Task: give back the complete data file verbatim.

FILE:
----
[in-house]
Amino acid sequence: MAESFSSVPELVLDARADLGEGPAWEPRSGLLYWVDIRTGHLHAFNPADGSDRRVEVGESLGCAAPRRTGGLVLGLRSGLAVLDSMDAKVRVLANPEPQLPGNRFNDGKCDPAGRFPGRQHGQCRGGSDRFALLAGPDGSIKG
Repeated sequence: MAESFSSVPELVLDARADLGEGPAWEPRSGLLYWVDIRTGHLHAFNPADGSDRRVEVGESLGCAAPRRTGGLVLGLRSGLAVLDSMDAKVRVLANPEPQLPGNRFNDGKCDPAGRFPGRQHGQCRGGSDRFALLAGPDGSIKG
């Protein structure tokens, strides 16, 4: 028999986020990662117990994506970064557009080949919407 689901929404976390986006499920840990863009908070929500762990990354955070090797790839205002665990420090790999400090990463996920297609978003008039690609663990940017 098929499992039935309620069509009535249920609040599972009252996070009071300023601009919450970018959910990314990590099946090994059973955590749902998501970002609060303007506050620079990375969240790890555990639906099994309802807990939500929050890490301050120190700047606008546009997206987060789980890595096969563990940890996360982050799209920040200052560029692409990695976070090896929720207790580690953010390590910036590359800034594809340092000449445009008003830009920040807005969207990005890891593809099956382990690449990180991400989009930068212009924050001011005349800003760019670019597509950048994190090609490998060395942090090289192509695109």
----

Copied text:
[in-house]
Amino acid sequence: MAESFSSVPELVLDARADLGEGPAWEPRSGLLYWVDIRTGHLHAFNPADGSDRRVEVGESLGCAAPRRTGGLVLGLRSGLAVLDSMDAKVRVLANPEPQLPGNRFNDGKCDPAGRFPGRQHGQCRGGSDRFALLAGPDGSIKG
Repeated sequence: MAESFSSVPELVLDARADLGEGPAWEPRSGLLYWVDIRTGHLHAFNPADGSDRRVEVGESLGCAAPRRTGGLVLGLRSGLAVLDSMDAKVRVLANPEPQLPGNRFNDGKCDPAGRFPGRQHGQCRGGSDRFALLAGPDGSIKG
């Protein structure tokens, strides 16, 4: 028999986020990662117990994506970064557009080949919407 689901929404976390986006499920840990863009908070929500762990990354955070090797790839205002665990420090790999400090990463996920297609978003008039690609663990940017 098929499992039935309620069509009535249920609040599972009252996070009071300023601009919450970018959910990314990590099946090994059973955590749902998501970002609060303007506050620079990375969240790890555990639906099994309802807990939500929050890490301050120190700047606008546009997206987060789980890595096969563990940890996360982050799209920040200052560029692409990695976070090896929720207790580690953010390590910036590359800034594809340092000449445009008003830009920040807005969207990005890891593809099956382990690449990180991400989009930068212009924050001011005349800003760019670019597509950048994190090609490998060395942090090289192509695109």